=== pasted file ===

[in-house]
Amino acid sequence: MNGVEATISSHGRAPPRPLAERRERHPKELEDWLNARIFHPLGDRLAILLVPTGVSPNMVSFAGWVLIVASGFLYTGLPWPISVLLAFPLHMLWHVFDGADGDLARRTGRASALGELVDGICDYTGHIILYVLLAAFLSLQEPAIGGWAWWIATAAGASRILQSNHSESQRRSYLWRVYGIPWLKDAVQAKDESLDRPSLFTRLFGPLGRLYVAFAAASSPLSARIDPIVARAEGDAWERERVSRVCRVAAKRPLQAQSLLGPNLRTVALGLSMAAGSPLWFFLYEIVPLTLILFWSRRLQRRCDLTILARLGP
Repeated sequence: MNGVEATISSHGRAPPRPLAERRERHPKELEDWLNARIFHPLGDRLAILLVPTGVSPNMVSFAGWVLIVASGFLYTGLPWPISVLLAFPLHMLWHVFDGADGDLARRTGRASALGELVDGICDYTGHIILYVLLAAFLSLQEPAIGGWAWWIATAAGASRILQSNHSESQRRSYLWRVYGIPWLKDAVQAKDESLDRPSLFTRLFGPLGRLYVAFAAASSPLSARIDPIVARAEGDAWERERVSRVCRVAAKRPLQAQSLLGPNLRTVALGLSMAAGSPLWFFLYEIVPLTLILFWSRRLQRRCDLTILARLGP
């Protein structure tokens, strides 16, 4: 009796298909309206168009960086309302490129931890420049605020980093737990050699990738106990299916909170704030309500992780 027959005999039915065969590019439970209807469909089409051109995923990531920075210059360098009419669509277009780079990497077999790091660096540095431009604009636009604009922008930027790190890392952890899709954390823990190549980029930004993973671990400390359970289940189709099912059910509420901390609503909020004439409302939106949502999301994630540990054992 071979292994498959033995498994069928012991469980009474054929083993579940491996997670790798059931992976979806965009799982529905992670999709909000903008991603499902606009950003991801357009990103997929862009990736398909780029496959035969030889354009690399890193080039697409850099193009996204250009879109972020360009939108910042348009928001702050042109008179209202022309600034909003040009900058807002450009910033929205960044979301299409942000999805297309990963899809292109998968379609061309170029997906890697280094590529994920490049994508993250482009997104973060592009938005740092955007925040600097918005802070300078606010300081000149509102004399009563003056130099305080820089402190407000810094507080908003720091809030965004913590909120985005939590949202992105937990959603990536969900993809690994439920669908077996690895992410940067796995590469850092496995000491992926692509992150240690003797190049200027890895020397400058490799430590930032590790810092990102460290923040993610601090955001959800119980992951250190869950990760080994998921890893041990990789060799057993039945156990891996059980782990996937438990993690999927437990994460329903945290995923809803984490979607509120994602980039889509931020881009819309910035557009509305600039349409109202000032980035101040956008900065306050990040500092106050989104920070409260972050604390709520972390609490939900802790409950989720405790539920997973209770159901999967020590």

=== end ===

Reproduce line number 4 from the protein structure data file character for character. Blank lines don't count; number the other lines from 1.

């Protein structure tokens, strides 16, 4: 009796298909309206168009960086309302490129931890420049605020980093737990050699990738106990299916909170704030309500992780 027959005999039915065969590019439970209807469909089409051109995923990531920075210059360098009419669509277009780079990497077999790091660096540095431009604009636009604009922008930027790190890392952890899709954390823990190549980029930004993973671990400390359970289940189709099912059910509420901390609503909020004439409302939106949502999301994630540990054992 071979292994498959033995498994069928012991469980009474054929083993579940491996997670790798059931992976979806965009799982529905992670999709909000903008991603499902606009950003991801357009990103997929862009990736398909780029496959035969030889354009690399890193080039697409850099193009996204250009879109972020360009939108910042348009928001702050042109008179209202022309600034909003040009900058807002450009910033929205960044979301299409942000999805297309990963899809292109998968379609061309170029997906890697280094590529994920490049994508993250482009997104973060592009938005740092955007925040600097918005802070300078606010300081000149509102004399009563003056130099305080820089402190407000810094507080908003720091809030965004913590909120985005939590949202992105937990959603990536969900993809690994439920669908077996690895992410940067796995590469850092496995000491992926692509992150240690003797190049200027890895020397400058490799430590930032590790810092990102460290923040993610601090955001959800119980992951250190869950990760080994998921890893041990990789060799057993039945156990891996059980782990996937438990993690999927437990994460329903945290995923809803984490979607509120994602980039889509931020881009819309910035557009509305600039349409109202000032980035101040956008900065306050990040500092106050989104920070409260972050604390709520972390609490939900802790409950989720405790539920997973209770159901999967020590």